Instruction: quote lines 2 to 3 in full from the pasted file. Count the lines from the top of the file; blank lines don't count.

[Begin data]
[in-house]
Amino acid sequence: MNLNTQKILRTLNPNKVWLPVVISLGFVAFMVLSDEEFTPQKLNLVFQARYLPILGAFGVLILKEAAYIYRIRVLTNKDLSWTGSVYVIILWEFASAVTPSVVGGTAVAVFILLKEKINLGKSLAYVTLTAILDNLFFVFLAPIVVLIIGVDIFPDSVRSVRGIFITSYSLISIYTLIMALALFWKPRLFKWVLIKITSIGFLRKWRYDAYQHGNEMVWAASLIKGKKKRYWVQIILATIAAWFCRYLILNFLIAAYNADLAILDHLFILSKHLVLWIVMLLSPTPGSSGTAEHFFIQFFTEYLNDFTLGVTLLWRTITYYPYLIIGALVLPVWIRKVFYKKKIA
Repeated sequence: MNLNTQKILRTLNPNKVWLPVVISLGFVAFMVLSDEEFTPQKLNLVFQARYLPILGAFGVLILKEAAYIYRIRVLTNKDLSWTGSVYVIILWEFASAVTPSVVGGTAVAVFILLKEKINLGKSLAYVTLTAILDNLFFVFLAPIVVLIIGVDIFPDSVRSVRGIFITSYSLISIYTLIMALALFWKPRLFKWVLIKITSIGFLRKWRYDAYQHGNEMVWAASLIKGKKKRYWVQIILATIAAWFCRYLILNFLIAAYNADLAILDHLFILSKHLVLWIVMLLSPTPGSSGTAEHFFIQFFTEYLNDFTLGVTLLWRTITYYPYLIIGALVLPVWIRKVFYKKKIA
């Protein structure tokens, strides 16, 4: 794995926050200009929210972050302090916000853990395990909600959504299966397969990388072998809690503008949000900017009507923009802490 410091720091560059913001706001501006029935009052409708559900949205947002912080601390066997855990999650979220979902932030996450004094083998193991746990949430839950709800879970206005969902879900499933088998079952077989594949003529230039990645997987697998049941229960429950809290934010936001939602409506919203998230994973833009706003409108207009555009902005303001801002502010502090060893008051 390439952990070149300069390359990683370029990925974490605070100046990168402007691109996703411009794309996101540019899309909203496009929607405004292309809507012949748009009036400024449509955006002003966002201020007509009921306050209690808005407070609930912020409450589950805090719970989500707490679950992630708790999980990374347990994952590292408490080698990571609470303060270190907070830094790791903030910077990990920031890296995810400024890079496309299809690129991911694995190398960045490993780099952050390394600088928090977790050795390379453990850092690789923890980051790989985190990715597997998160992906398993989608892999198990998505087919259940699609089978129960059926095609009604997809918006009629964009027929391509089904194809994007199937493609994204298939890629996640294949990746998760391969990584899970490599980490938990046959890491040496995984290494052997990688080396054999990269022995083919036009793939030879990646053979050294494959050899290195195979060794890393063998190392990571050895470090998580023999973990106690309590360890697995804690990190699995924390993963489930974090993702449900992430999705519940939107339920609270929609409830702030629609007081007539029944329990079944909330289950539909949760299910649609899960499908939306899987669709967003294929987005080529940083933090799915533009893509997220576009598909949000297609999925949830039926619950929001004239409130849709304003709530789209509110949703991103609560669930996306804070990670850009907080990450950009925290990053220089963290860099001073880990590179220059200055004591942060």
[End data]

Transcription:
Amino acid sequence: MNLNTQKILRTLNPNKVWLPVVISLGFVAFMVLSDEEFTPQKLNLVFQARYLPILGAFGVLILKEAAYIYRIRVLTNKDLSWTGSVYVIILWEFASAVTPSVVGGTAVAVFILLKEKINLGKSLAYVTLTAILDNLFFVFLAPIVVLIIGVDIFPDSVRSVRGIFITSYSLISIYTLIMALALFWKPRLFKWVLIKITSIGFLRKWRYDAYQHGNEMVWAASLIKGKKKRYWVQIILATIAAWFCRYLILNFLIAAYNADLAILDHLFILSKHLVLWIVMLLSPTPGSSGTAEHFFIQFFTEYLNDFTLGVTLLWRTITYYPYLIIGALVLPVWIRKVFYKKKIA
Repeated sequence: MNLNTQKILRTLNPNKVWLPVVISLGFVAFMVLSDEEFTPQKLNLVFQARYLPILGAFGVLILKEAAYIYRIRVLTNKDLSWTGSVYVIILWEFASAVTPSVVGGTAVAVFILLKEKINLGKSLAYVTLTAILDNLFFVFLAPIVVLIIGVDIFPDSVRSVRGIFITSYSLISIYTLIMALALFWKPRLFKWVLIKITSIGFLRKWRYDAYQHGNEMVWAASLIKGKKKRYWVQIILATIAAWFCRYLILNFLIAAYNADLAILDHLFILSKHLVLWIVMLLSPTPGSSGTAEHFFIQFFTEYLNDFTLGVTLLWRTITYYPYLIIGALVLPVWIRKVFYKKKIA